After the COVID-19 induced hiatus, the CFL is back in full action and fans can now bet on their favourite teams and just like with online slots Canada, real money can be won. Hamilton (2-2) recorded its second straight win to move into a tie atop the CFL East Division standings with Montreal Alouettes (2-2). Also, the Ticats lead the overall Labour Day series with Toronto 36-13-1.

In the sun-drenched gathering of 15,000—the maximum allowed under Ontario government COVID-19 protocols—the fans loved every minute of this feisty game. After all, this was the Ticats first home game in 659 days, since their 36-16 East Division final win over Edmonton in November 2019.

The contest between the Ticats and Argos was certainly not bereft of emotions, typical of a Labour Day fixture, as it ended with an on-field melee. But the Argos often found themselves on the wrong end of the decisions with several penalty calls and most of the game’s explosive plays.

Hamilton quarterback Evans completed 21-of-29 passing for 248 yards and the two touchdowns while Toronto’s make-shift quarterback Arbuckle completed 18-of-32 attempts for 207 yards. Arbuckle also made a touchdown and two interceptions before eventually being substituted by McLeod Bethel-Thompson.

Bethel-Thompson made an eight-yard TD pass to wide receiver Eric Rogers late in the final quarter of the game.

“They got after us a bit . . . we didn’t block, or pass protect well,” said Ryan Dinwiddie, rookie head coach of the Argos in a post-match interview. “They just kicked our butts; we’ve got to come back and be a better team next week.”

The Labour Day contest was the first of four fixtures this year between Toronto and Hamilton. The two teams would face off again on Friday at BMO Field. Afterwards, the Tim Hortons Field will play host to the Argonauts again on Oct. 11 with the regular-season finale scheduled for Nov. 12 in Toronto.

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Roughriders looking to bounce back after Labor Day defeat




In what an unusual feeling for the Saskatchewan Roughriders, they would now need to dust themselves up after a 23-8 loss to the Winnipeg Blue Bombers in what was a Labor Day Classic showdown in front of a full capacity crowd at Mosaic stadium.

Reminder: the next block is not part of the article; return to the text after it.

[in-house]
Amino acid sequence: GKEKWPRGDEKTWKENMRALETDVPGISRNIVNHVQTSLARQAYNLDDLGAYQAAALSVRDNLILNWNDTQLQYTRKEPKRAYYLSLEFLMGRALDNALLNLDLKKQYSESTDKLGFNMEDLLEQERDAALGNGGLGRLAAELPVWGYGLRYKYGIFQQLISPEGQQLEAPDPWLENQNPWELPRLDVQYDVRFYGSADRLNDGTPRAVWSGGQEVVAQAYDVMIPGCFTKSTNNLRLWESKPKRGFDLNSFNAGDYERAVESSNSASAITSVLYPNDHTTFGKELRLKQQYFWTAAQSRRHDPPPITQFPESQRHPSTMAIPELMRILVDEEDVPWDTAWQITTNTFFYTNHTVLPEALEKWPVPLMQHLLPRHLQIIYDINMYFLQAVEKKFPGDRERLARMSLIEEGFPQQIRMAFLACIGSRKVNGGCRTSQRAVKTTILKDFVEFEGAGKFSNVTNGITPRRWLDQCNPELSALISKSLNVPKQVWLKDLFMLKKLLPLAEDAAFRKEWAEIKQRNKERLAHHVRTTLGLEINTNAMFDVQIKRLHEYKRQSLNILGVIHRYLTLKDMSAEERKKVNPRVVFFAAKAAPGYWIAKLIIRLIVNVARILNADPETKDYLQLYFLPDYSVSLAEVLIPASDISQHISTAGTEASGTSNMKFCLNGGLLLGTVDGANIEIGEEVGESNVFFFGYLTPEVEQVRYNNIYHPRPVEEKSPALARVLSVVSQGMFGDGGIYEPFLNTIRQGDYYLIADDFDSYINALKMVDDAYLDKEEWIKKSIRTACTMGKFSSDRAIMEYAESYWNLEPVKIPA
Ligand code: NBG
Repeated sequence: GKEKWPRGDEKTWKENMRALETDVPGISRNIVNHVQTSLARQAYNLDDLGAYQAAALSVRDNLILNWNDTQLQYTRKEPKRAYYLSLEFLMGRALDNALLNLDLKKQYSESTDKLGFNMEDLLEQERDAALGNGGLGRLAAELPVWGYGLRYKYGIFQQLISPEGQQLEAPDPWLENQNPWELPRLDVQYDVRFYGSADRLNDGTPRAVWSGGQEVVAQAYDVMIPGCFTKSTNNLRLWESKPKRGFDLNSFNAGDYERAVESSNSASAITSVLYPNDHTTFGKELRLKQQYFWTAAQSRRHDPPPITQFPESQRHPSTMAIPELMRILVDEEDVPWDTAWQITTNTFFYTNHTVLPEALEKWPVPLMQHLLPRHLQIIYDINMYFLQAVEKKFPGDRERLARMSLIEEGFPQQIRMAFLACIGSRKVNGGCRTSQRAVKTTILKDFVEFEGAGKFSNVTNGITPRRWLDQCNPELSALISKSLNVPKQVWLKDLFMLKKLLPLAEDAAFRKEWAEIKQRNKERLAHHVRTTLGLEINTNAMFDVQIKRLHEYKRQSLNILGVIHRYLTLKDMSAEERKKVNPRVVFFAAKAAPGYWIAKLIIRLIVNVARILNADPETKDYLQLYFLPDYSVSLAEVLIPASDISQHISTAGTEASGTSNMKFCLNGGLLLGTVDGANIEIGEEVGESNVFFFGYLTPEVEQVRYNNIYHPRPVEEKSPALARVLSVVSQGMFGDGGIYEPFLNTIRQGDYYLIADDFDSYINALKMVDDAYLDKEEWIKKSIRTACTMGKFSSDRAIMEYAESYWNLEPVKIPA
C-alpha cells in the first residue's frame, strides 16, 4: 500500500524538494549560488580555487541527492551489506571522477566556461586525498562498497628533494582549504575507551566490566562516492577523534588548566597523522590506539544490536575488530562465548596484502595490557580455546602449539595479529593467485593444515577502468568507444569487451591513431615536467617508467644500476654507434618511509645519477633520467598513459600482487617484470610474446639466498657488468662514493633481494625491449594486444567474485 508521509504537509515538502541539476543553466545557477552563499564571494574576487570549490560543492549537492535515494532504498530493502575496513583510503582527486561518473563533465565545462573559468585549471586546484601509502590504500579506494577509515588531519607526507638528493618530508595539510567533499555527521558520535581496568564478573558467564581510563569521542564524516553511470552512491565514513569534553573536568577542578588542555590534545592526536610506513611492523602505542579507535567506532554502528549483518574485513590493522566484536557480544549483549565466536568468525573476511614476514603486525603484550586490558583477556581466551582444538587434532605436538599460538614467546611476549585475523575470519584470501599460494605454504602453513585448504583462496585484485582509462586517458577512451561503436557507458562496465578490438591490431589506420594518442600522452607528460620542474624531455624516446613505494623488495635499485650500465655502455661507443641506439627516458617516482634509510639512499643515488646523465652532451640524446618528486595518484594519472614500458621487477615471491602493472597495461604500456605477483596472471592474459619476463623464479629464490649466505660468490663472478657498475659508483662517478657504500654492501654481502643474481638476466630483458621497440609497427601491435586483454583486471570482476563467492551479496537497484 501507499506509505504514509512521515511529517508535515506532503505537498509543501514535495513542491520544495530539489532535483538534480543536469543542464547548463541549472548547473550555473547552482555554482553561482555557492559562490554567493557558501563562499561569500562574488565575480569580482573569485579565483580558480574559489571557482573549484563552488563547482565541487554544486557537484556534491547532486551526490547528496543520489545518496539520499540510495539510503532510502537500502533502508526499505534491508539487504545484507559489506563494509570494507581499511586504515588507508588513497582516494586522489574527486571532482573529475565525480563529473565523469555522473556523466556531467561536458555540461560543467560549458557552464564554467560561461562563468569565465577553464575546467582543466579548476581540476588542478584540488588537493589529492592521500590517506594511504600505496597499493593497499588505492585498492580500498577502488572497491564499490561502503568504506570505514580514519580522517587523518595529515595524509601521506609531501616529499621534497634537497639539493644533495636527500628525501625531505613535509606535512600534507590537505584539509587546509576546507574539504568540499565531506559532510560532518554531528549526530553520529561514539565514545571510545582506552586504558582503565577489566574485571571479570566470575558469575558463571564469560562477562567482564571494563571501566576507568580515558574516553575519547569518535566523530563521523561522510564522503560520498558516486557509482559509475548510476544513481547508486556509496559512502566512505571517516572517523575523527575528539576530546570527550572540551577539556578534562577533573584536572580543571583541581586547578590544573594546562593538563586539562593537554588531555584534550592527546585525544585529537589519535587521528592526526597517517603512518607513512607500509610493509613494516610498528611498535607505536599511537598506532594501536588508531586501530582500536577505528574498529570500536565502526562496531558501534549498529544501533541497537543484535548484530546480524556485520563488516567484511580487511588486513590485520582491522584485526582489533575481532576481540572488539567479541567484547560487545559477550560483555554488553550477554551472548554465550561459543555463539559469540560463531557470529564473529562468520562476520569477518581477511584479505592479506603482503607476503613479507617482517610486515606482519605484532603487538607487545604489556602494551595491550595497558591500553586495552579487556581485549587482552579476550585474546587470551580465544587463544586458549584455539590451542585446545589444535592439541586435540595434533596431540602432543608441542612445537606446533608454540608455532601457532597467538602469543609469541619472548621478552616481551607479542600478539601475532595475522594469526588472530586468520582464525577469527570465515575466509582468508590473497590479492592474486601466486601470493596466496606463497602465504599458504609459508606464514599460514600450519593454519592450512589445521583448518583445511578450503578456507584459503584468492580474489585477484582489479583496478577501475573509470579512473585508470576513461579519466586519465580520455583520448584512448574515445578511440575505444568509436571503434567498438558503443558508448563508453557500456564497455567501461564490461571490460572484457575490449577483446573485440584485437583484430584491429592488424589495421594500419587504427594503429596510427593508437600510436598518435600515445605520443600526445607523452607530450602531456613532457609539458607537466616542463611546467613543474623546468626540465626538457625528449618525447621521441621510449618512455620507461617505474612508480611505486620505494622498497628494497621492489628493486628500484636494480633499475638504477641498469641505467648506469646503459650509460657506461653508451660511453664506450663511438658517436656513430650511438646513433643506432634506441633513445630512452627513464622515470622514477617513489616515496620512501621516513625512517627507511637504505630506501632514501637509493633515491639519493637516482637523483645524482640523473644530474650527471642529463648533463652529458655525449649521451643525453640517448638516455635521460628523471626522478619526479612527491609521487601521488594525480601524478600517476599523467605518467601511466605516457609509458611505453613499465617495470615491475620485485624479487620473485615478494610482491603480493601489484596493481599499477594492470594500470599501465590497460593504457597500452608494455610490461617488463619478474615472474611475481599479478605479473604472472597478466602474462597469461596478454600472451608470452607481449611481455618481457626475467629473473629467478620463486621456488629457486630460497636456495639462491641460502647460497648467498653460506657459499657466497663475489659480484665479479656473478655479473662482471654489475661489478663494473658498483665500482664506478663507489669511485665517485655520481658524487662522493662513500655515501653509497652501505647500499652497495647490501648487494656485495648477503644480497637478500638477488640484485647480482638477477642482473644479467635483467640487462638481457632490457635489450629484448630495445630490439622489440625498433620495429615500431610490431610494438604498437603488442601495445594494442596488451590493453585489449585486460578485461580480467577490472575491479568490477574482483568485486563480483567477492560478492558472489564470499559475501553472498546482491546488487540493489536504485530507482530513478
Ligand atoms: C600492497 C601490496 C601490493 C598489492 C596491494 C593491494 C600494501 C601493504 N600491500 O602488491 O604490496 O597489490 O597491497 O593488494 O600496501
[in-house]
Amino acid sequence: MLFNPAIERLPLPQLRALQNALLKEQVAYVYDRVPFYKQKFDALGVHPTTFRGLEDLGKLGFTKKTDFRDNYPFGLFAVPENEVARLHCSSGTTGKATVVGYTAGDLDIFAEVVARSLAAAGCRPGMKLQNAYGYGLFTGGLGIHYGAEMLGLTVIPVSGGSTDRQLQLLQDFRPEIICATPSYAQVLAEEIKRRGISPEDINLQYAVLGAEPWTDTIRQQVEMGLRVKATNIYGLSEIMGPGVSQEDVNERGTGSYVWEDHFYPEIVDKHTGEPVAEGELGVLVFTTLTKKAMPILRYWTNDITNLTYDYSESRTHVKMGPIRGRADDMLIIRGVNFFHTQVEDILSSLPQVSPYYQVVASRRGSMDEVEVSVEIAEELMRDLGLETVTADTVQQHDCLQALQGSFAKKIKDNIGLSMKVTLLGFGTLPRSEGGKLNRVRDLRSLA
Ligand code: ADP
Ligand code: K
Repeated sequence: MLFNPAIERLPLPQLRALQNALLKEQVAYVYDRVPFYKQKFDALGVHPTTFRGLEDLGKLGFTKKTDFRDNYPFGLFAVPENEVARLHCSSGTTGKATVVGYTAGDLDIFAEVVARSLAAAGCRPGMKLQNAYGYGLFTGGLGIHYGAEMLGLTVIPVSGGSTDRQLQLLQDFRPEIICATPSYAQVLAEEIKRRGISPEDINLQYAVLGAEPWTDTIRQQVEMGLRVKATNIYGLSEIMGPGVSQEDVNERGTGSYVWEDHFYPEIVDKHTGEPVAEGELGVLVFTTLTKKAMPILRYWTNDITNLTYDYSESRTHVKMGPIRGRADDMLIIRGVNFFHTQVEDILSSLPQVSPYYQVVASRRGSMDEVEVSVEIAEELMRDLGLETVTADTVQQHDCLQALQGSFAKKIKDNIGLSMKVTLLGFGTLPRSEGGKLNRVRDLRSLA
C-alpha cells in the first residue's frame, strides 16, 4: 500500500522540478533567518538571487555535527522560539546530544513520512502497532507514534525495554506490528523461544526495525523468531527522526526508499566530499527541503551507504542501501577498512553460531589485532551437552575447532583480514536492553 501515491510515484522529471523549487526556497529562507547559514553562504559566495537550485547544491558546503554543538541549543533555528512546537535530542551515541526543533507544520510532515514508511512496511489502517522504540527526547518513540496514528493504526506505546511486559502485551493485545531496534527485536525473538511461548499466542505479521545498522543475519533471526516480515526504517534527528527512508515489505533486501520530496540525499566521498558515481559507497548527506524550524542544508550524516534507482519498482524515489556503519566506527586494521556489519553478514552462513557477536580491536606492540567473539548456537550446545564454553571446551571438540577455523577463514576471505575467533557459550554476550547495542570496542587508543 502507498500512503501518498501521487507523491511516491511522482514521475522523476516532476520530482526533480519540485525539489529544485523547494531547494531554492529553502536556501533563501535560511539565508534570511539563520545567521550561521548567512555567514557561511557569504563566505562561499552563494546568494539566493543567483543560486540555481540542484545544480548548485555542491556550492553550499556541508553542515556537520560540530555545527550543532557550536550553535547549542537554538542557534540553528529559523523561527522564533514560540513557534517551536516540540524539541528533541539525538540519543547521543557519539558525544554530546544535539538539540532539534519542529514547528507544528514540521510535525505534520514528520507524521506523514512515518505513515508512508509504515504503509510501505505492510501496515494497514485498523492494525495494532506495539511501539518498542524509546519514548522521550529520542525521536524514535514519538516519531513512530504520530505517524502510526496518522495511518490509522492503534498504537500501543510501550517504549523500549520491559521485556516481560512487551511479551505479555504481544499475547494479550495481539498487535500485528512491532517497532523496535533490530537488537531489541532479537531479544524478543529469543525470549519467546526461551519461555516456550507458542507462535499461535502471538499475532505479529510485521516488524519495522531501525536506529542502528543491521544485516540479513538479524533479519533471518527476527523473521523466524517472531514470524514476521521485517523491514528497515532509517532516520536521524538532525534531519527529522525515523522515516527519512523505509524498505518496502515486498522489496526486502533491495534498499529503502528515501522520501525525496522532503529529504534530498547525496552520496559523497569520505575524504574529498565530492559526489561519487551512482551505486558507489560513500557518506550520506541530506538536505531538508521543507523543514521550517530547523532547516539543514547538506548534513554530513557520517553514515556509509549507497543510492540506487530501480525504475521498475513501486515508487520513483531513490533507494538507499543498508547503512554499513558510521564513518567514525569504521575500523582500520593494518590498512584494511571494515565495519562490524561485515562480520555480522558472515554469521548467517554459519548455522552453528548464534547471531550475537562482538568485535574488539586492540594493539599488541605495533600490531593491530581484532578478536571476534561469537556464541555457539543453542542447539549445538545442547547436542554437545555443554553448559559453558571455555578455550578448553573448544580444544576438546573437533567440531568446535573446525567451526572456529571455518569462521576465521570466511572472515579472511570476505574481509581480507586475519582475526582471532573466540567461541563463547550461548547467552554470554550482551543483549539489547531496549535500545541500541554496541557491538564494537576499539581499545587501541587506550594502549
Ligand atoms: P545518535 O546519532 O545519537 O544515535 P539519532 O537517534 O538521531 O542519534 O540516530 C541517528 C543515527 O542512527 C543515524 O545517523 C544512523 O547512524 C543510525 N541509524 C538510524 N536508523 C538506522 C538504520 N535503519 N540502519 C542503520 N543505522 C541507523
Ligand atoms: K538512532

Craig Dickenson, head coach of the Riders, witnessed his team with an unbeaten record get utterly dominated by a more superior team from Winnipeg. Now, he has got a lot of work on his hands getting his team back to winning ways as they visit the Banjo Bowl next.

“We’re going to see what we’re made of now…the jury’s out,” said Dickenson.

Dan Clark, who played centre for the Riders expressed his disappointment in losing what was “the biggest game of the year”.

 “If you lose every other game, you don’t want to lose that one. We’ve just got to take the next step,” said Clark in a report. “There are 12 steps to the Grey Cup left and it’s just about taking that next step and focusing on what Saturday will bring.”

With their first defeat to Winnipeg, the Riders (3-1) now rank second place in the CFL’s West Division, trailing the Bombers by one victory (4-1). However, the Riders will have the chance to even the season series during their trip to Winnipeg this Saturday. With the CFL heating up, fans can now enjoy online sports betting Canada as they look forward to their team’s victory.

The Rider’s offensive line will once again have a busy time dealing with the Blue Bombers’ defence.

Quarterback Cody Fajardo, who played one of the best games of his career two weeks earlier, had quite a stinker against the Bombers in the Labour Day Classic—which is the most anticipated game for Rider fans.